AUGUSTA — Gone are the cargo pants and rolled-up shirtsleeves from when he was a patient advocate at Riverview Psychiatric Center.

Jay Harper arrives for work as the hospital’s acting superintendent in a tie and suit.

“I went from being an advocate in the back room reading the record to the superintendent’s role,” Harper said Thursday as he talked about his vision for helping patients and bringing the hospital back into compliance with federal regulators. It was his second day on the job. Even as his computer, phone and email was being set up, Harper was in the office and walking the halls, talking to people and setting priorities.

“I think of myself as an advocate,” Harper said. “The best clinicians, the best doctors, advocate for the tools that they need so they get the best outcome for their patients.” Harper says he wants to make the whole organization “inclusionary and transparent” and work with educators, the business community and others to help patients.

“There’s probably no groups we can’t figure out how to use resources from,” he said.

His approach includes cooperating with NAMI Maine, formerly the Maine chapter of the National Alliance for Mental Illness, which works to help build “better lives for the one in four Mainers who are affected by mental illness,” as well as the Disability Rights Center, which provides advocacy services to Maine residents with disabilities.


Harper had to resign his post on the board of NAMI Maine when he came out of retirement to become acting superintendent. Now 64, he retired on Dec. 31 as a patient advocate at Riverview.

He figures he spent 70 days away from Riverview as a retiree and said the length of his new role has not yet been discussed. His hiring was announced Wednesday by Department of Heath and Human Services Commissioner Mary Mayhew. Last week, Mayhew ousted Mary Louise McEwen from the superintendent’s job, saying a change in leadership was needed. Harper said he’ll seek ideas from the entire Riverview staff, including mental health workers who spend large parts of each day with patients, for responding to criticism by the Centers for Medicare and Medicaid Services, which pulled federal funding – estimated at $20 million annually – last September.

Harper also wants to address high staff turnover and work toward exceeding minimum federal standards for operating the facility.

The hospital employs about 300 people, all but 30 of whom work in the Augusta building. The hospital had 83 patients Thursday, 45 of them civil and 38 forensic, those who are in because of crime-related issues. He also spoke of making the hospital safer for patients and staff.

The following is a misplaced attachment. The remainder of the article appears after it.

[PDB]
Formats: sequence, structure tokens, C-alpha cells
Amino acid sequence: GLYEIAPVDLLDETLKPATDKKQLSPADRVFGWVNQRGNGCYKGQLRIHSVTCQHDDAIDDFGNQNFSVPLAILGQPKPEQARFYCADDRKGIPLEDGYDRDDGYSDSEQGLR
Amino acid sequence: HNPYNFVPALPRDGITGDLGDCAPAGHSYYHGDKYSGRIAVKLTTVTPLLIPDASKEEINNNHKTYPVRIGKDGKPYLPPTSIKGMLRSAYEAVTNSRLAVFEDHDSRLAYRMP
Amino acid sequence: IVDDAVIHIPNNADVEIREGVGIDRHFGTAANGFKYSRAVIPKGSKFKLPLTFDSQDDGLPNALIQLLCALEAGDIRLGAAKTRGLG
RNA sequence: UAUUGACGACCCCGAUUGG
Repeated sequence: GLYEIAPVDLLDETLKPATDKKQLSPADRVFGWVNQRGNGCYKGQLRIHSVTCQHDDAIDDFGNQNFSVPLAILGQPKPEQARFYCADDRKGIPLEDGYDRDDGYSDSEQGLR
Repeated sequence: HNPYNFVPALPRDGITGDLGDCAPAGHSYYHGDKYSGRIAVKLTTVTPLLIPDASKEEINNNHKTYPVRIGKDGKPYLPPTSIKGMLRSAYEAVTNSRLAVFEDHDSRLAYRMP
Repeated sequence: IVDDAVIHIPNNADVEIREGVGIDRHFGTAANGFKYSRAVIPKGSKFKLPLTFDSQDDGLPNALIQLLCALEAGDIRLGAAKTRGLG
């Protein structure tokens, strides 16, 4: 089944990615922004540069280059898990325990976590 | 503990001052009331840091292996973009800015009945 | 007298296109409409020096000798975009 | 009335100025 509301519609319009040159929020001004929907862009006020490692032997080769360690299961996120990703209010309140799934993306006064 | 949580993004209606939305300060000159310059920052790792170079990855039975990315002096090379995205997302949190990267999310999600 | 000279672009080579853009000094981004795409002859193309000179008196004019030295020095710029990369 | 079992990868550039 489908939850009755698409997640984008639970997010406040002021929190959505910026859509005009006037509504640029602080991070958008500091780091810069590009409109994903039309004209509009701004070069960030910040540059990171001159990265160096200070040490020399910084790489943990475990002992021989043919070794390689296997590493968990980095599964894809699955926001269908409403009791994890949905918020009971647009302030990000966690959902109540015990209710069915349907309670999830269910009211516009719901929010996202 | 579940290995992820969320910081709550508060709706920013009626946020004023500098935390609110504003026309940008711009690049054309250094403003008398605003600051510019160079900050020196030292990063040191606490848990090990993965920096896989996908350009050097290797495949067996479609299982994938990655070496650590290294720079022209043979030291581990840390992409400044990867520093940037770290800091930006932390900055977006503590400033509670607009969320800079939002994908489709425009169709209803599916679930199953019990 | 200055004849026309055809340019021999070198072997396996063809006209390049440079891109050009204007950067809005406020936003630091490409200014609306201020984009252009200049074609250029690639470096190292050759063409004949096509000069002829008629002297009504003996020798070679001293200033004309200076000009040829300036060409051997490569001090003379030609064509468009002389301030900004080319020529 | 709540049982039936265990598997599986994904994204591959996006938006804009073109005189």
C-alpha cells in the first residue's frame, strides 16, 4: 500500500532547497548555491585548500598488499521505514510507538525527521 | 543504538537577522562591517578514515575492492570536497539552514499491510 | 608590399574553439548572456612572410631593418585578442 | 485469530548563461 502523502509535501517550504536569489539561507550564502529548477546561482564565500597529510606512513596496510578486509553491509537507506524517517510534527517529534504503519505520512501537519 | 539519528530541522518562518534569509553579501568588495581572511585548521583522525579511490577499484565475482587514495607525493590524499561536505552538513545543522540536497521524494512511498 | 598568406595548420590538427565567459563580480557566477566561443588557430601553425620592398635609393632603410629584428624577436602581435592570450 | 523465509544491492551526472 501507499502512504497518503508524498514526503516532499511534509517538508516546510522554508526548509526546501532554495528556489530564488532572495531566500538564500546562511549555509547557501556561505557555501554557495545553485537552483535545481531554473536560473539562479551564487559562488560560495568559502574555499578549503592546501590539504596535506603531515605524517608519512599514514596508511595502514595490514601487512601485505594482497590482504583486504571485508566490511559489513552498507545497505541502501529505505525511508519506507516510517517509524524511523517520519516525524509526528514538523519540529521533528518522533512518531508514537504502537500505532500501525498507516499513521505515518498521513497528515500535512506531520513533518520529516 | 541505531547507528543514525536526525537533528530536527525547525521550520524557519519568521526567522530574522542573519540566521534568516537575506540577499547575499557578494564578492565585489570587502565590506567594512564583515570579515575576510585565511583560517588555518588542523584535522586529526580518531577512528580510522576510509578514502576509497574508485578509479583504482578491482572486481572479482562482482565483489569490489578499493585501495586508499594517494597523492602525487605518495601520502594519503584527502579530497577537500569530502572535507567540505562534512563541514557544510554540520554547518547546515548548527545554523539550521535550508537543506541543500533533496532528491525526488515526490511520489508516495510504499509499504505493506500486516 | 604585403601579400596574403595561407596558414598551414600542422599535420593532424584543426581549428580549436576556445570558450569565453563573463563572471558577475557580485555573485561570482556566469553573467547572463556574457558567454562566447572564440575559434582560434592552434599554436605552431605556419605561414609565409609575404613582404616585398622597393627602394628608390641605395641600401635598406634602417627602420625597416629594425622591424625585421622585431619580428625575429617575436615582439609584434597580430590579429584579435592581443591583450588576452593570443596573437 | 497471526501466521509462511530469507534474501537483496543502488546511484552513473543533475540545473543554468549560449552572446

A spate of staff injuries caused by patients – including an attack on a mental health worker a year ago that left her beaten and a pen point embedded in her hand – led the hospital to bring in corrections officers to watch individual patients. Those officers were armed with stun guns for the first few months. .

Harper said his immediate plan is to obtain federal recertification for three of the hospital’s four units – two of them civil and one forensic, and then work toward certification of the fourth unit. The fourth unit, Lower Saco, houses patients with the most severe mental illness and behavioral problems, and has had the most trouble. “My desire is to do the three and the one as close together as possible,” Harper said. He said that is important from the perspective of fairness to the patients.


Riverview admits about 300 people a year – some for short periods for evaluation or stabilization – and it also has an outpatient unit. The hospital is licensed by the state and was recently certified by the Joint Commission, a nonprofit organization which “accredits and certifies more than 20,000 health care organizations and programs in the United States,” according to its website.

Now it’s back to the federal regulators, who will do an assessment at the hospital. “They determine whether the quality of service is such that they’re willing to reimburse you for it,” he said.

Betty Adams can be contacted at 621-5631 or at:

Twitter: @betadams

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